Local authorities need access to a wide range of data to support coronavirus contact tracing, the Local Government Association (LGA) has said.
It said this will be crucial in reaching people who will not use the new NHS tracing app – currently being piloted on the Isle of Wight – and that the data should include unique property reference numbers (UPRNs) to help identify hotspots in the spread of the virus.
The LGA said that councils’ knowledge of local communities makes them well placed to help the Government ramp up the level of testing and contract tracing in the fight against the virus.
Key sources of data are likely to include: access to test results across all sites; hospitalisation records for people with Covid-19; death certifications in which the disease is identified; NHS 111 symptomatic data by postcode; all GP or primary care and out of hours data linked to Covid-19; all-cause mortality figures from the Office of National Statistics by local authority and postcode if possible; and personal details of contacts, including information such as race, ethnicity and gender, along with contact details.
Other sources include: information from care homes on Covid-19 cases and death; from home care providers on cases and details of who they are supporting; complete lists of shielded people together the GP lists of those eligible for flu jabs; and lists of assumptions used to generate the testing and tracing models.
The UPRN identifies a property and makes it possible to identify the relevant connections between different datasets. The LGA said this would make it possible to link the data to fill important gaps in information, helping to identify where the virus is prevalent and develop a plan of action.
It said it expects the UPRN to soon be attached to all new data sources from central government, but in the meantime councils should be given access to the data it has identified.
Last month the Government announced that UPRNs and unique street reference numbers (USRNs) are to become the core addressing identifiers for the public sector under the new Public Sector Geospatial Agreement. The Open Standards Board has mandated that UPRNs and USRNs should be used by government in referencing and sharing information about properties and streets.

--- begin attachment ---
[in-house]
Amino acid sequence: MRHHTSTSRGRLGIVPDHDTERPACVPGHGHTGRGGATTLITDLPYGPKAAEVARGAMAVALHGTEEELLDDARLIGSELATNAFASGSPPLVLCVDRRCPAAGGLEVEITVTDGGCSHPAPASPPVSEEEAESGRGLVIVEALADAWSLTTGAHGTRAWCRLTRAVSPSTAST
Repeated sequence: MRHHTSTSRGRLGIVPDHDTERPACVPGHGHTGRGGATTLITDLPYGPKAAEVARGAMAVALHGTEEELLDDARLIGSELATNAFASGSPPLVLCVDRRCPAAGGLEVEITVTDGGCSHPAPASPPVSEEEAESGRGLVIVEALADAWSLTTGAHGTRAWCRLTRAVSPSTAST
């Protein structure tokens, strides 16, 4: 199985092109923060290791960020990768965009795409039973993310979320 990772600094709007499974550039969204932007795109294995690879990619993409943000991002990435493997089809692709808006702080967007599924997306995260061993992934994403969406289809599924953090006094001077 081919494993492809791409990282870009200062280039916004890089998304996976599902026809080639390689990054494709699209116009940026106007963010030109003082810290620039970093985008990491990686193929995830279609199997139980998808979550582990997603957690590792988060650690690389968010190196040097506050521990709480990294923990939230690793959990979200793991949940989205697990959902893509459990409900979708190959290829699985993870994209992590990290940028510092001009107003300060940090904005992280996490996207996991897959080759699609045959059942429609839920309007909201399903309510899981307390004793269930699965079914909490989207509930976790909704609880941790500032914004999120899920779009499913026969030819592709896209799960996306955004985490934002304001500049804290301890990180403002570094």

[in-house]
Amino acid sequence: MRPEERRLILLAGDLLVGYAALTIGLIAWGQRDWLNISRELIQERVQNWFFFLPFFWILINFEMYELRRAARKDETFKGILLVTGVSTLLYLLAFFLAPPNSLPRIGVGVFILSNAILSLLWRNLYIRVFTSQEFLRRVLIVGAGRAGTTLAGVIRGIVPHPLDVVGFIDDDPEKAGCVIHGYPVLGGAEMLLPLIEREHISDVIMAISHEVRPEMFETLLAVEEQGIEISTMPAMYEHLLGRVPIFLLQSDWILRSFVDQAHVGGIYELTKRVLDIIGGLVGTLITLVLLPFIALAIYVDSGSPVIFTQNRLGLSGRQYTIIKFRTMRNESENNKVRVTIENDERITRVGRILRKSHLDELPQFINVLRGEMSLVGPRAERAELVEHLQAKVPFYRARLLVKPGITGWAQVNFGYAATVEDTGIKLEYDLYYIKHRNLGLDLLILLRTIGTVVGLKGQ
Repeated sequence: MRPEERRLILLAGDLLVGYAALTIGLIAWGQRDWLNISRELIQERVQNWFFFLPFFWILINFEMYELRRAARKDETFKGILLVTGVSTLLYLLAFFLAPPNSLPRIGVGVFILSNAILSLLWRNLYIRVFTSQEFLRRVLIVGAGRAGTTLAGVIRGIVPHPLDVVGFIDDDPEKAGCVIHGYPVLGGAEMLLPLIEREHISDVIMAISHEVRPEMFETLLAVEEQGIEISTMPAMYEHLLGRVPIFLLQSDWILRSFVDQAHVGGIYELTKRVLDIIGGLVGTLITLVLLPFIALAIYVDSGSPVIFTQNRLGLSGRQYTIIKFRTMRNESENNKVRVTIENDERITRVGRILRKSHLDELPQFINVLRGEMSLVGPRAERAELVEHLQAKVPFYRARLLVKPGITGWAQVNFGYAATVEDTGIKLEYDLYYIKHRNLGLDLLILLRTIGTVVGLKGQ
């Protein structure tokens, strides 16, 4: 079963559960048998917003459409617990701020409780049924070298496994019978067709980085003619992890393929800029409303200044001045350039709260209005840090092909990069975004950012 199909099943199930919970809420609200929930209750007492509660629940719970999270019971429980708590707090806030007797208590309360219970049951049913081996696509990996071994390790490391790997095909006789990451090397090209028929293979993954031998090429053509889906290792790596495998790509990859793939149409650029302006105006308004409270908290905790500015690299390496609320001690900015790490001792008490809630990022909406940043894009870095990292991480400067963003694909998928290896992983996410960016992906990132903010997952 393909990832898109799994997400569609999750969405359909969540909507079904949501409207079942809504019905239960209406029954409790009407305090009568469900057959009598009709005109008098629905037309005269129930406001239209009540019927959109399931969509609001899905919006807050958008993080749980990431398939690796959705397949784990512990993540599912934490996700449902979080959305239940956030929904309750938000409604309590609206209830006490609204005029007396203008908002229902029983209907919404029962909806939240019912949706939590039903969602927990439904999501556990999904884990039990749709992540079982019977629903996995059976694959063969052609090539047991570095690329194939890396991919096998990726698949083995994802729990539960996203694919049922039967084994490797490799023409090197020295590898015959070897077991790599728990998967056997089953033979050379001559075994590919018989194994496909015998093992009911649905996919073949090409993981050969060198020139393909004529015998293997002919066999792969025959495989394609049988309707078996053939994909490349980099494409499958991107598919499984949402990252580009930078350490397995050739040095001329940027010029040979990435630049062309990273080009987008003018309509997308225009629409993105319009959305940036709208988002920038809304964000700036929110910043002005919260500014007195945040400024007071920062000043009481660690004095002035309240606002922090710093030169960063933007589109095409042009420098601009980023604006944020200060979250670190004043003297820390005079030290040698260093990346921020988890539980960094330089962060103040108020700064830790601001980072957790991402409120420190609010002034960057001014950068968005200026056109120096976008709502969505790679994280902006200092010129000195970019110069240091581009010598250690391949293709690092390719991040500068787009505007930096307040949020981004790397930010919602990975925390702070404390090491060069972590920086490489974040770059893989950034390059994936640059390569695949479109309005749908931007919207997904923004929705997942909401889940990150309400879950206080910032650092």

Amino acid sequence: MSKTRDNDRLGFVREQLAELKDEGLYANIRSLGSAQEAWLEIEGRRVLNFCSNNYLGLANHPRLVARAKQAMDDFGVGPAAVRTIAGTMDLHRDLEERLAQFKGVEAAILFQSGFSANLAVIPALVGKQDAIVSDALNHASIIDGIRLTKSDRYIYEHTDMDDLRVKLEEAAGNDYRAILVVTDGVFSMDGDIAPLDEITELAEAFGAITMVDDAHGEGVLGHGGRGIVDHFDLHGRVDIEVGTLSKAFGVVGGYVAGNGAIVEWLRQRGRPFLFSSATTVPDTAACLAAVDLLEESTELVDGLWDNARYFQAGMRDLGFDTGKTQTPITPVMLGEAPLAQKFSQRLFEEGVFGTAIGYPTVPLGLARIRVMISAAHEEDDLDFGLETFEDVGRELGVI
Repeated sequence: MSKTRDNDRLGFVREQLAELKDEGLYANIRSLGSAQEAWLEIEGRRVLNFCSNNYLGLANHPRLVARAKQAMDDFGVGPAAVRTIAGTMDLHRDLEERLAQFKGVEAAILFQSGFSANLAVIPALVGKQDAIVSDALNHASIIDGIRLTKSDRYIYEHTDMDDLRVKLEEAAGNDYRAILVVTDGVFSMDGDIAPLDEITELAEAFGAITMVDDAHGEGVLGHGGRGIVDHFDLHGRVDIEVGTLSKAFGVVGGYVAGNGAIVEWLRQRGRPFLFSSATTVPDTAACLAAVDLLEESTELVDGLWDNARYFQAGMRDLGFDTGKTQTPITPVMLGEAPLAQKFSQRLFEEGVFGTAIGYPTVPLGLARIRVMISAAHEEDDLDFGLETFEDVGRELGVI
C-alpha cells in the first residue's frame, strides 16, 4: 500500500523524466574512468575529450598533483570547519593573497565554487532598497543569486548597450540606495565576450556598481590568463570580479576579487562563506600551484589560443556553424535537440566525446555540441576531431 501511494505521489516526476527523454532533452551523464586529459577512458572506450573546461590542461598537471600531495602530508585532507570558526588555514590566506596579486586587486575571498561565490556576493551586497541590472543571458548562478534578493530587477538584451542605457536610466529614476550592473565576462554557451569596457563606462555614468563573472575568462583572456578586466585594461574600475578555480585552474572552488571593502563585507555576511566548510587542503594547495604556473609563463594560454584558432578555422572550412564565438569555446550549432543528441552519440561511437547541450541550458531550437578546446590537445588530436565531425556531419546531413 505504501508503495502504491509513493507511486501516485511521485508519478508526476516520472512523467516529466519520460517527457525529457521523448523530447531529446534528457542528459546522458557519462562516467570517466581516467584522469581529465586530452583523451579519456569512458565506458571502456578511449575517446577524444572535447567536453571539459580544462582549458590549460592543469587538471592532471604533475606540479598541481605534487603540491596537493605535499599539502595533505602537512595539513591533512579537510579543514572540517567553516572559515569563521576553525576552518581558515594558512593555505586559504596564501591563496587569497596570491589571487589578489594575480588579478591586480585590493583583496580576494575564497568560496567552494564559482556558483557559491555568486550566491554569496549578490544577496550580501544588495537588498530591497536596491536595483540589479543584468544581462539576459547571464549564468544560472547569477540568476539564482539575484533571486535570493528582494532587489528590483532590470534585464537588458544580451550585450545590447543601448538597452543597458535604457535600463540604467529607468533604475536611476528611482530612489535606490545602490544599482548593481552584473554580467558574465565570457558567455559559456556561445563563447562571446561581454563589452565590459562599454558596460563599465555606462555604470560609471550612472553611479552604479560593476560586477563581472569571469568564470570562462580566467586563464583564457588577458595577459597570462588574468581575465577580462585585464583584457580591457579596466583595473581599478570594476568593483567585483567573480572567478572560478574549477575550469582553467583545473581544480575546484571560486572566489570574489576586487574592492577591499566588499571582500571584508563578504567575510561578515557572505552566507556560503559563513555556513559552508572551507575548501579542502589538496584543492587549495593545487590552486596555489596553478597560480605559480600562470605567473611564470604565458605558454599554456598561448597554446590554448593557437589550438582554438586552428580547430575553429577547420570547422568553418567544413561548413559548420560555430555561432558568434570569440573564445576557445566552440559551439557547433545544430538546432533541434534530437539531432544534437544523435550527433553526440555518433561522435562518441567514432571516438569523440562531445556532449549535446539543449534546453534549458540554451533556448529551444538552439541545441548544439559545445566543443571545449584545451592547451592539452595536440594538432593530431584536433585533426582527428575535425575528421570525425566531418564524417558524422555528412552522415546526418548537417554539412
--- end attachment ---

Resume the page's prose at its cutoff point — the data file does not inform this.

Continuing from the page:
Councillor Ian Hudspeth, chair of the LGA’s Community Wellbeing Board, said: “Councils want to play their full part in the national effort to defeat this disease, but they cannot do so without having all the information they need.
“Environmental health, trading standards, public health including sexual health services and infection control nurses are just some of the services which have unparalleled skills, knowledge and experience on the ground, to support the Government’s test, track and trace system.
“Covid-19 is best understood as a pattern of local outbreaks, rather than a national pandemic with a similar impact in every community. To help councils understand where the outbreaks are happening and be able to act quickly to contain them, government needs to share vital and up-to-date data with them alongside other agencies.
“While the expected nationwide roll out of the NHS Covid-19 app will be useful, there are some areas in different communities where an app simply cannot reach. This is where councils can step in and make the most of their role as local public health leaders, but they need all the tools at their disposal to help do so.”
Image from Muenocchio, public domain